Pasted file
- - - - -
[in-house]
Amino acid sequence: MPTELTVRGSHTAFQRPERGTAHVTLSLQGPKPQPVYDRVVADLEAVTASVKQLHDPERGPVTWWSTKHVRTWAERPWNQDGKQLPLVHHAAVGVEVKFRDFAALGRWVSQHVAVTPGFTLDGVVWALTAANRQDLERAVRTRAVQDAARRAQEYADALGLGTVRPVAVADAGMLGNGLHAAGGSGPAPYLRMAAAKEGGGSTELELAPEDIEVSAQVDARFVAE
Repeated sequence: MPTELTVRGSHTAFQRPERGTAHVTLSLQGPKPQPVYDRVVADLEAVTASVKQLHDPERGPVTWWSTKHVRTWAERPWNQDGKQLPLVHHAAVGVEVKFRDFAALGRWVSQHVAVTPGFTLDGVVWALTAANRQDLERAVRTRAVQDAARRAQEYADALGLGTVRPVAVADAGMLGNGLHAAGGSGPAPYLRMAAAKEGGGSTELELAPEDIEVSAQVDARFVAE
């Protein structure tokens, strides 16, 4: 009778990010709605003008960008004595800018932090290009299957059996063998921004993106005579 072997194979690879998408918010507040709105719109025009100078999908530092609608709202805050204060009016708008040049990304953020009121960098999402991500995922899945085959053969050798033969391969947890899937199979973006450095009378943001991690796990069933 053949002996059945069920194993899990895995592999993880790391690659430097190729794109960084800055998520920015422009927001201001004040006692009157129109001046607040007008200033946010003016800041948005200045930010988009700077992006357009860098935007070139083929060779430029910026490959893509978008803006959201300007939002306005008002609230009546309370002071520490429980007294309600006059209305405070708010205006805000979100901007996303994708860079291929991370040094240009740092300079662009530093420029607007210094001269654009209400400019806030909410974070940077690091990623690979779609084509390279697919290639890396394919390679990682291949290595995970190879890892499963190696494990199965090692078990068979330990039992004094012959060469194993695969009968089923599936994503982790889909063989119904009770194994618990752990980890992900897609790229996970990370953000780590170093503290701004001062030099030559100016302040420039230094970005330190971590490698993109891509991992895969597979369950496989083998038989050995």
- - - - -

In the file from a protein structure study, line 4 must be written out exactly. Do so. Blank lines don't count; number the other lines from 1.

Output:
């Protein structure tokens, strides 16, 4: 009778990010709605003008960008004595800018932090290009299957059996063998921004993106005579 072997194979690879998408918010507040709105719109025009100078999908530092609608709202805050204060009016708008040049990304953020009121960098999402991500995922899945085959053969050798033969391969947890899937199979973006450095009378943001991690796990069933 053949002996059945069920194993899990895995592999993880790391690659430097190729794109960084800055998520920015422009927001201001004040006692009157129109001046607040007008200033946010003016800041948005200045930010988009700077992006357009860098935007070139083929060779430029910026490959893509978008803006959201300007939002306005008002609230009546309370002071520490429980007294309600006059209305405070708010205006805000979100901007996303994708860079291929991370040094240009740092300079662009530093420029607007210094001269654009209400400019806030909410974070940077690091990623690979779609084509390279697919290639890396394919390679990682291949290595995970190879890892499963190696494990199965090692078990068979330990039992004094012959060469194993695969009968089923599936994503982790889909063989119904009770194994618990752990980890992900897609790229996970990370953000780590170093503290701004001062030099030559100016302040420039230094970005330190971590490698993109891509991992895969597979369950496989083998038989050995």